And all the time he drank. By six o'clock he began to feel the exhilaration which is part of the alcoholic appetite for food; with approach of dinner the pleasantest hours of the day gleamed before him. He now encountered his boon companions, elaborated plans for the evening, forgot all his cares, all his graver resolves. Not a piece was produced at any West-end theatre but Isherwood saw it on the first night; every music-hall of repute had a share of his attentions. Yet he had long ago ceased to care genuinely for these entertainments; for the most part, he neither saw nor listened, but sat dreaming of the things his soul desired—a home, a wife, a child, and respectability. Music often affected him to tears, and then he would make noble resolutions, always involving a departure for distant lands, where a "new life" might be entered upon. He talked of it to his companion as a settled thing. "We shan't see much more of each other, old man; in a week I start." Whereupon the companion smiled or guffawed according to his nature.

It was with reluctance that he turned homeward. The bedroom in Thanet Place had few attractions: in summer it smelt of everything that a room should not, and in winter no fire could abate its clammy cold. Unless the weather was very bad indeed, Isherwood sauntered about the Strand till long after midnight, and however late the hour, he always found someone with whom to gossip. For the women of the street knew him well, and like the barmaids, regarded him with peculiar friendliness. They expected nothing from him, but perhaps it pleased them to talk with a decent man who never disagreeably reminded them of their outcast state. He chatted pleasantly of everyday things—actors, singers, the latest murder, the state of trade, and occasionally something of this kind would pass:—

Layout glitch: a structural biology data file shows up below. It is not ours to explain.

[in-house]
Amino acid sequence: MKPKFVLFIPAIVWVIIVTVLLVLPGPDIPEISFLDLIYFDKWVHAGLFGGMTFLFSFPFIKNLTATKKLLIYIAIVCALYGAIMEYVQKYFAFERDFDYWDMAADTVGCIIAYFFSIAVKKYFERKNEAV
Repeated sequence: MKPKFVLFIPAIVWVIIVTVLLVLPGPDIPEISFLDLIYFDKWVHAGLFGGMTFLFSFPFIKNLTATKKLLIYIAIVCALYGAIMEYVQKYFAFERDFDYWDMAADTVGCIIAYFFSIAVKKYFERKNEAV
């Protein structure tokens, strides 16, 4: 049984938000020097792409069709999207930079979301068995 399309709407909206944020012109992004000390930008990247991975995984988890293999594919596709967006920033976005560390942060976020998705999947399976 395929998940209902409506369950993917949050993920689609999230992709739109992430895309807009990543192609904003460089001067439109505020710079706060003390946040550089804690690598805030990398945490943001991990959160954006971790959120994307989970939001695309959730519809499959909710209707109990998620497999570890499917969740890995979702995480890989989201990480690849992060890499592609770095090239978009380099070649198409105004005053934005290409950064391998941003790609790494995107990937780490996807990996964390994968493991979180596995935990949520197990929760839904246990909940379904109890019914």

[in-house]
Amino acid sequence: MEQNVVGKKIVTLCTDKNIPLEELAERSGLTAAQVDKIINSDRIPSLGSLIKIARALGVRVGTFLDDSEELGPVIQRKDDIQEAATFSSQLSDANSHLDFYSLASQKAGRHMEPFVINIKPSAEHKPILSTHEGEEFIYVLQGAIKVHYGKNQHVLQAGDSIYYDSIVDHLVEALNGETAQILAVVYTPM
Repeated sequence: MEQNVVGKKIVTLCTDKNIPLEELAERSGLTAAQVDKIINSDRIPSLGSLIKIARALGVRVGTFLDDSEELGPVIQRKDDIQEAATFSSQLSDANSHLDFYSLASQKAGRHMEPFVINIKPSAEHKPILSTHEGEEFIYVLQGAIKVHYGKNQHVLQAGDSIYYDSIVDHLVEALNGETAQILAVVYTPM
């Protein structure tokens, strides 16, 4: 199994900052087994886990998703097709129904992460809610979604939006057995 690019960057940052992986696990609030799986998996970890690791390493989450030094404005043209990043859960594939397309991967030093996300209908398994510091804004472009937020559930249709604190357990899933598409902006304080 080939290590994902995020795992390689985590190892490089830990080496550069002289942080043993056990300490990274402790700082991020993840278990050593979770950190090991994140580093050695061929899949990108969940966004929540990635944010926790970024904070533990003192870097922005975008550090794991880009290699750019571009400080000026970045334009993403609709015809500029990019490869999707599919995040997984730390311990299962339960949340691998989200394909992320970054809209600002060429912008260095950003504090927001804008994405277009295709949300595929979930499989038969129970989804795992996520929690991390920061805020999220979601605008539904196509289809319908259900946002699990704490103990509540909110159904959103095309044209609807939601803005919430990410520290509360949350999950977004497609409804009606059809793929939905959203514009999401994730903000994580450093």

"Heard anything from your people in the country?"

"Oh, they've given up writing."

"Why don't you run down and see them? I would if I were you, Jenny. You want a change you know, and there might be some sort of chance—eh?"

And it did happen, once or twice, that his counsel came at the right moment.

He himself had now no "people in the country" to think of. His kinsfolk were dead, or scattered and lost to sight. Sometimes, when he tossed sleepless on his uncomfortable bed, he asked himself what would become of his money if he were to fall ill and die. Ought he not to make a will? If he did so, what purpose of public utility could he serve? On the whole, he inclined to benefit a Children's Hospital. His name would appear in the Annual Report, and possibly might get into the newspapers.

This work was published before January 1, 1924, and is in the public domain worldwide because the author died at least 100 years ago.